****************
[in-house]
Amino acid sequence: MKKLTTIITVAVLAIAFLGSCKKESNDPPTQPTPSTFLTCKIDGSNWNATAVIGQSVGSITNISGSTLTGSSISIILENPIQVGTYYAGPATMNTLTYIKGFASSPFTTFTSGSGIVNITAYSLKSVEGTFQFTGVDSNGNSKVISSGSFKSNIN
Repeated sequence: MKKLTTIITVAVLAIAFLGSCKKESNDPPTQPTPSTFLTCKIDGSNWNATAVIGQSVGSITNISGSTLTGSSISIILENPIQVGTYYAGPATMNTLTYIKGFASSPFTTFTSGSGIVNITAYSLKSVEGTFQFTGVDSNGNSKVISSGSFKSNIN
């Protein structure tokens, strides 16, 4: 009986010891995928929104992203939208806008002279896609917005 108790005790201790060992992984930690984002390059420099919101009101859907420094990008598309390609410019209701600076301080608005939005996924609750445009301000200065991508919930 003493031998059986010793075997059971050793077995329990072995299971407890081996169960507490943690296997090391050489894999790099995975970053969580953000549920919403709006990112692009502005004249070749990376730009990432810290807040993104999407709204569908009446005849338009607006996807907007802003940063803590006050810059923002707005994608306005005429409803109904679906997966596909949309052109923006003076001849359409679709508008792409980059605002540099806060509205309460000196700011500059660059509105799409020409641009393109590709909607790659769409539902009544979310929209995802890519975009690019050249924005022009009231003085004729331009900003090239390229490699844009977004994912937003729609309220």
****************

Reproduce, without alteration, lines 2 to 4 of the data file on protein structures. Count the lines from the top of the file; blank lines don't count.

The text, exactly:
Amino acid sequence: MKKLTTIITVAVLAIAFLGSCKKESNDPPTQPTPSTFLTCKIDGSNWNATAVIGQSVGSITNISGSTLTGSSISIILENPIQVGTYYAGPATMNTLTYIKGFASSPFTTFTSGSGIVNITAYSLKSVEGTFQFTGVDSNGNSKVISSGSFKSNIN
Repeated sequence: MKKLTTIITVAVLAIAFLGSCKKESNDPPTQPTPSTFLTCKIDGSNWNATAVIGQSVGSITNISGSTLTGSSISIILENPIQVGTYYAGPATMNTLTYIKGFASSPFTTFTSGSGIVNITAYSLKSVEGTFQFTGVDSNGNSKVISSGSFKSNIN
């Protein structure tokens, strides 16, 4: 009986010891995928929104992203939208806008002279896609917005 108790005790201790060992992984930690984002390059420099919101009101859907420094990008598309390609410019209701600076301080608005939005996924609750445009301000200065991508919930 003493031998059986010793075997059971050793077995329990072995299971407890081996169960507490943690296997090391050489894999790099995975970053969580953000549920919403709006990112692009502005004249070749990376730009990432810290807040993104999407709204569908009446005849338009607006996807907007802003940063803590006050810059923002707005994608306005005429409803109904679906997966596909949309052109923006003076001849359409679709508008792409980059605002540099806060509205309460000196700011500059660059509105799409020409641009393109590709909607790659769409539902009544979310929209995802890519975009690019050249924005022009009231003085004729331009900003090239390229490699844009977004994912937003729609309220």